Lady Cardinals will push the pace

Katy Miller is one of seven sophomores on the Gadsden State women’s basketball team this year.  Katy Miller is one of seven sophomores on the Gadsden State women’s basketball team this year.

By Chris McCarthy/Editor

Experience, depth and leadership. 

According to Gadsden State women’s basketball coach John Butts, those are the three things that separate his inaugural 2011-12 Lady Cardinal squad from this year’s version.

“We had 10 freshmen last year, and it wasn’t that they weren’t good leaders last season; it was that they were still figuring out the leap from high school to junior college ball. Playing all-out crazy like we did, I could see the wear and tear towards the end of the year. But with the depth we have now, we can limit minutes so maybe we won’t be worn out.”

After several years as girls basketball coach at Etowah High, Butts led Gadsden State to a 14-11 overall record and 5-5 in conference play. The Lady Cardinals finished third in the ACCC North Division and qualified for the state tournament, where Gadsden State went 1-1.

“The biggest thing for us last season was that everyone bought in to playing full-court man-to-man [defense],” said Butts. “We gave up a lot of points but also scored a lot of points and forced a lot of turnovers. Because we didn’t have a lot of size, we wanted to force the other team to play up-tempo. This year, we have size to go along with that, so we won’t have to rely on trading basket for basket.

“We now can sub a lot and wear down our opponent. We had a game the other night when it was evident that the other team didn’t want to be on offense very much.”

Gadsden State returns four of its top five leading scorers in guards Sheyenne Turner, Lacy Huckabee, Katy Miller and forward Jasmyne Reeves. 

Turner, who was selected to the All-Region 22 and All-ACCC North first teams, averaged 13.1 points last year, closely followed by Huckabee at 12.7. Miller and Reeves averaged 9.6 and 9.1 points, respectively.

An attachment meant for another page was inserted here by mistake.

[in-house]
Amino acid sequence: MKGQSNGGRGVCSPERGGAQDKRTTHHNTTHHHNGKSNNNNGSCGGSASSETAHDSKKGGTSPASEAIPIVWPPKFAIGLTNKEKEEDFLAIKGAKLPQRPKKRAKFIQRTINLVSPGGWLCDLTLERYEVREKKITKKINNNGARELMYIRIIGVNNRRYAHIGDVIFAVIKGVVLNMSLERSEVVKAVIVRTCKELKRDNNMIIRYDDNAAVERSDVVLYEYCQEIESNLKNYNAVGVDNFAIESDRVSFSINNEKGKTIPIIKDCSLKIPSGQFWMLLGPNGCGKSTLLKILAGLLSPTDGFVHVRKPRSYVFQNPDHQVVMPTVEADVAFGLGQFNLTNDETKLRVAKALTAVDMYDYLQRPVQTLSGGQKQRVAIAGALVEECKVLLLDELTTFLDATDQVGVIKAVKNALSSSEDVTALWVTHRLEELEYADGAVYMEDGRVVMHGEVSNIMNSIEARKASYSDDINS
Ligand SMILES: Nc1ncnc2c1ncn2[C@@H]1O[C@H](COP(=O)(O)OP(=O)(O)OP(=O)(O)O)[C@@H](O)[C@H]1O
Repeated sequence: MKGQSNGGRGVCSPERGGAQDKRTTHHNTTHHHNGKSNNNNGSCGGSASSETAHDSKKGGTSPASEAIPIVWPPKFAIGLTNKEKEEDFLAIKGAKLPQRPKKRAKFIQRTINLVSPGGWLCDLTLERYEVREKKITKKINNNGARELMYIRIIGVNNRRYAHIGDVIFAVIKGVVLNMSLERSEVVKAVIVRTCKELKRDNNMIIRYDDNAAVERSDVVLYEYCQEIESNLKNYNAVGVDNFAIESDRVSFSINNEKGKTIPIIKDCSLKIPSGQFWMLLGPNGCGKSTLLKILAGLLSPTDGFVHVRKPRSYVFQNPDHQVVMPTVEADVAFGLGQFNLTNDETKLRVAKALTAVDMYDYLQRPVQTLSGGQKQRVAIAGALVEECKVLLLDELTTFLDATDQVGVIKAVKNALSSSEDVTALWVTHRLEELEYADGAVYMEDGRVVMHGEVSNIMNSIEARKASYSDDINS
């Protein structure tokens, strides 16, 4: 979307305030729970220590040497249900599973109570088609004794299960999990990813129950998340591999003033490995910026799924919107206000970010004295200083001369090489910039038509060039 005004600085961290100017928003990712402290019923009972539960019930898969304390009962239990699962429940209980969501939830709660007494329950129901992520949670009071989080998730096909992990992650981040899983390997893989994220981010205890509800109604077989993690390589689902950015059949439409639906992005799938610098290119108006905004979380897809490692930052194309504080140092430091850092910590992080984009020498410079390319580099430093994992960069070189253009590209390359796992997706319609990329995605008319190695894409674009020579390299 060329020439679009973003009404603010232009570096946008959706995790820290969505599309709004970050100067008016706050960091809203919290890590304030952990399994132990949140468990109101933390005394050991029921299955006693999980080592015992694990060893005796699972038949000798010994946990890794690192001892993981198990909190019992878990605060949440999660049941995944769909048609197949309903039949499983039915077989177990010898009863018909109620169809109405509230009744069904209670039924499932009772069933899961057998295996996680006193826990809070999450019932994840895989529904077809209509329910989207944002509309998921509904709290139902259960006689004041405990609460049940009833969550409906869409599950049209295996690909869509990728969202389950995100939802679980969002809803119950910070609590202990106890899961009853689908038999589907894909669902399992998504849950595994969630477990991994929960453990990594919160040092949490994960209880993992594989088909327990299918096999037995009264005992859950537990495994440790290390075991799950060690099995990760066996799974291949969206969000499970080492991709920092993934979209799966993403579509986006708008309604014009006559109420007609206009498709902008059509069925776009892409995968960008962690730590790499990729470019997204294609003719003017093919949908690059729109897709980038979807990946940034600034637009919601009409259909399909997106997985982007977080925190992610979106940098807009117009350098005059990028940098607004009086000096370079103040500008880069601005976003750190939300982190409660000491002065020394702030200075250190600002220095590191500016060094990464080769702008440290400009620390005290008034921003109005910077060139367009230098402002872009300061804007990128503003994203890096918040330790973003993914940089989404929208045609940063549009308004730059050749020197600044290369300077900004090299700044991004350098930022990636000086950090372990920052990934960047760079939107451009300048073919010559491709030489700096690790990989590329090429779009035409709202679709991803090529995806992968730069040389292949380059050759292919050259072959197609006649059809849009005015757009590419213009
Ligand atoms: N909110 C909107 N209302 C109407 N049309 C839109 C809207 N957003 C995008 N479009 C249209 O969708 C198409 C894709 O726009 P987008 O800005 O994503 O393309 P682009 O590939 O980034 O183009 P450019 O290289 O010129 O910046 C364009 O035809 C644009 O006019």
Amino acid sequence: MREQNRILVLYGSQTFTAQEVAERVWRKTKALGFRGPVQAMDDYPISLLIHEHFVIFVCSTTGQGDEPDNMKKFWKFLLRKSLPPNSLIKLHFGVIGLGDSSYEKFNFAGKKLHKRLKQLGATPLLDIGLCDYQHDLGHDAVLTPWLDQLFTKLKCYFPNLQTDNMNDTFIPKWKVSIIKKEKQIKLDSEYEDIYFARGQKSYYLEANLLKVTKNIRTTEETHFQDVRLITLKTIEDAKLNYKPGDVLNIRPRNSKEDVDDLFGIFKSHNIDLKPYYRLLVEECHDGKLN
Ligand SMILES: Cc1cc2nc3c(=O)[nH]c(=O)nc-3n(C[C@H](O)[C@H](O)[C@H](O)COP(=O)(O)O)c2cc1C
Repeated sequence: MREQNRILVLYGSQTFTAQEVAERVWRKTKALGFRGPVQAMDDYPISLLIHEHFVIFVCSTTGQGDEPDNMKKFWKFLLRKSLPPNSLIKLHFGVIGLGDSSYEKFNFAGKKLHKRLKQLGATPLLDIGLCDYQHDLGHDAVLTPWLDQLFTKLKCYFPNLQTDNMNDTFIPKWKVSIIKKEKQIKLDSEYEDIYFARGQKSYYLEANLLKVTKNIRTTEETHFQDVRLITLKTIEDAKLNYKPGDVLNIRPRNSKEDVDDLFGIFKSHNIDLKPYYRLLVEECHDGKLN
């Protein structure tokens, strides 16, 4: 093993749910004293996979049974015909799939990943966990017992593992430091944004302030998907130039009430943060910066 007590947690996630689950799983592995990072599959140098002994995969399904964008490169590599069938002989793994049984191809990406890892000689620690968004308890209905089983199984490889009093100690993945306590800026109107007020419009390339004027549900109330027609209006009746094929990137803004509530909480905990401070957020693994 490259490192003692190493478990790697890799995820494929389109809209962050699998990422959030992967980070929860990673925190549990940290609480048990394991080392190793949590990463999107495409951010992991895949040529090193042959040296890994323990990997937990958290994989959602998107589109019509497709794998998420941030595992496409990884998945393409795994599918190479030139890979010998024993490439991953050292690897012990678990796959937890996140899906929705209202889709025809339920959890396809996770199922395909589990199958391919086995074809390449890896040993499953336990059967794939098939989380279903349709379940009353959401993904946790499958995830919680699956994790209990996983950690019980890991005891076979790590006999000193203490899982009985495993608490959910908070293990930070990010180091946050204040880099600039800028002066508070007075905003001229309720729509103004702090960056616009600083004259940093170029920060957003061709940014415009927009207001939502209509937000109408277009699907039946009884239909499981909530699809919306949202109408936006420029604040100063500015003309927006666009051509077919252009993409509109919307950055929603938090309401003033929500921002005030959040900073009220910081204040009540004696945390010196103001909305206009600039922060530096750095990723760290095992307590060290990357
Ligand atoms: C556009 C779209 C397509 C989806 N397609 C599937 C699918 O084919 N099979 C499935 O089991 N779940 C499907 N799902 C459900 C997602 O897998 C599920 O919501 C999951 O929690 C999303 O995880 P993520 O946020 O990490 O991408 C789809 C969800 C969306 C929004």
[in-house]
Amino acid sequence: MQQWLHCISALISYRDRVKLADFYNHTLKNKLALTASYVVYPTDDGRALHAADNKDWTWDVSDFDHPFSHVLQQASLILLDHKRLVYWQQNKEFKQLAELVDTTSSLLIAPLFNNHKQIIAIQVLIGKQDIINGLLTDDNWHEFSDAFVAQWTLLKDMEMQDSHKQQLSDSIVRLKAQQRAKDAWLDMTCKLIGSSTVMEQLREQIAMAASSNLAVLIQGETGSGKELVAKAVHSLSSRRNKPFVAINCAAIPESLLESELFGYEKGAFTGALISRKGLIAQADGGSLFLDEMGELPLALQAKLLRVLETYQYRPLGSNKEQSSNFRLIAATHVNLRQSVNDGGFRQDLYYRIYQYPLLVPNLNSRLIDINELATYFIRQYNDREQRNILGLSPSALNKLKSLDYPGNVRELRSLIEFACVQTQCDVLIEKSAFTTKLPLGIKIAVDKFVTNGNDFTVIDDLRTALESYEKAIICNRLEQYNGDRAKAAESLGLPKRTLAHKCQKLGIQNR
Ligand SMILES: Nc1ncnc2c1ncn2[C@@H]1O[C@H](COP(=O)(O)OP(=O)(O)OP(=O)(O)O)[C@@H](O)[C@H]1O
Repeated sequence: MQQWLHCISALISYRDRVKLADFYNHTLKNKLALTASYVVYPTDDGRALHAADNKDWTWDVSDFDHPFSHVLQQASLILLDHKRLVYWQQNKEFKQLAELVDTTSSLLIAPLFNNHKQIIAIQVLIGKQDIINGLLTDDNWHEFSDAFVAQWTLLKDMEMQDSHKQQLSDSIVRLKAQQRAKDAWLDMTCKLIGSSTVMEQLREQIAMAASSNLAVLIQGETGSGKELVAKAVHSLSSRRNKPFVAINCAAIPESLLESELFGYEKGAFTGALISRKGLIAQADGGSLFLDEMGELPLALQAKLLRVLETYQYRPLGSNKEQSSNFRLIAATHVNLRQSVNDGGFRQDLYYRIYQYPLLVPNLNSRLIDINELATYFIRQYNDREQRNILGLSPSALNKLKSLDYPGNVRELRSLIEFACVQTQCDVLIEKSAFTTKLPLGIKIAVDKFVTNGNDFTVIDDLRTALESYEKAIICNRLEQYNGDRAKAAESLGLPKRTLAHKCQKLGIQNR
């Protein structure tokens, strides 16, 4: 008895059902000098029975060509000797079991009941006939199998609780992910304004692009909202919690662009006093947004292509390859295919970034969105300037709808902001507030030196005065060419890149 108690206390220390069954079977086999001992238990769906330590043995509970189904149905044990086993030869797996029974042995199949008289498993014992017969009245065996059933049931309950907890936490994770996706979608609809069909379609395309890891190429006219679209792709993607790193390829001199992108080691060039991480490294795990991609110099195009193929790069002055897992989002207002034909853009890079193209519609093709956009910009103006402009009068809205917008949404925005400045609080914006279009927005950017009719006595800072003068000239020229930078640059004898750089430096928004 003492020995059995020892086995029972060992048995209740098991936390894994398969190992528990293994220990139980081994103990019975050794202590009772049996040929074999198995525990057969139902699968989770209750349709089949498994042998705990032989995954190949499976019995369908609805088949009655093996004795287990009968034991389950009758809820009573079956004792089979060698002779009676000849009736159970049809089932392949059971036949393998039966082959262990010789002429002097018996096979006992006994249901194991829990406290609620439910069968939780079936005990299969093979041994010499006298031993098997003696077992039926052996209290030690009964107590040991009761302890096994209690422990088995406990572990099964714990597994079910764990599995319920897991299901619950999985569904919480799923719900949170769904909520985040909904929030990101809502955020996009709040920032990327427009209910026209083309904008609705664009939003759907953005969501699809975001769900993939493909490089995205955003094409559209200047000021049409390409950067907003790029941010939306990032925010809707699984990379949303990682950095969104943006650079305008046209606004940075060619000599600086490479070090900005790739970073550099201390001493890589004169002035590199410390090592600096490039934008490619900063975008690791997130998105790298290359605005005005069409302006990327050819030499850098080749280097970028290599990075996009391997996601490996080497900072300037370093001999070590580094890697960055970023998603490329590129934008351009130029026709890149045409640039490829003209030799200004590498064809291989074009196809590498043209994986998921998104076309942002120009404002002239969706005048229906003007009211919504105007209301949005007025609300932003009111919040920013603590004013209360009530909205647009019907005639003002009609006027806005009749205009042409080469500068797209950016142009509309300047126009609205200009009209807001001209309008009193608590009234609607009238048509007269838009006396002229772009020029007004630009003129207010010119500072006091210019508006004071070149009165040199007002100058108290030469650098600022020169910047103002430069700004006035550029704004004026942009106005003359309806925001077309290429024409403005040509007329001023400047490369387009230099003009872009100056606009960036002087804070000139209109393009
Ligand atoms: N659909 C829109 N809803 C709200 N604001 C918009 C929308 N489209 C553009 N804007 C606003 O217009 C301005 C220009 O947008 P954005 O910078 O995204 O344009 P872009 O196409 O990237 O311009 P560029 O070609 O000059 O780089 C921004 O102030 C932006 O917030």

Huckabee, who was named to the All-North second team, starts at shooting guard, with Turner getting major minutes at the position.

“All four of those girls are good players and solid teammates,” said Butts. “Three of those four girls aren’t starting this year, but they’re getting as much or even more minutes than the starters.”

Huckabee led the team in assists (3.2) and steals (3.5) and was second in rebounds with a 5.1 average. Turner averaged 3.1 assists and 2.5 steals per game. 

Miller recently had gall bladder surgery and won’t be back until January. 

Also back in the starting lineup is sophomore guard and Gadsden City High School graduate Jasmine Looney, who last season led the team in rebounds at 7.4 per game and averaged 5.9 points. Looney was a walk-on last season before getting a scholarship for the second semester. 

“I actually had Jasmine start as a freshmen for me at Etowah before she moved to Gadsden as a sophomore,” said Butts. “She’s our strongest player on the team and a great student who comes from a great program and a great coach (Jeremy Brooks).”

Peyton Higgins – who also is a member of the school’s volleyball squad – and Kayla Beaty are the other two sophomores. Beaty sat out last season after transferring from Auburn-Montgomery. She suffered a stress facture over the summer and just now returning to the lineup. She and freshman Calisha Parker rotate at the post position.

“Kayla is our best all-around post player,” said Butts. “She’s being recruited by several four-year schools and hasn’t really played in a game yet. To play as well as we’ve played without Kayla is a testament to our kids.”

Butts pointed out that Higgins, who was a standout basketball player for the Lady Pirates, is not just on the team as insurance against injuries.

“Boaz won the area [title] in basketball four years in a row with Peyton. She came to Gadsden State wanting to play both sports, and [GSCC volleyball coach] Angie [Sanders] and I agreed that Peyton could take up a scholarship for each sport.”

To supplement his seven-member sophomore class, Butts recruited se-ven freshmen in Parker (from Anniston), Jacksonville’s Lacey Buchanon, Section’s Taylor Adams, Anniston’s Tiakeefah Huguley, DAR’s Leigh Stahl, White Plain’s Blair Crabtree, and 2012 Hokes Bluff graduate Savannah Ward.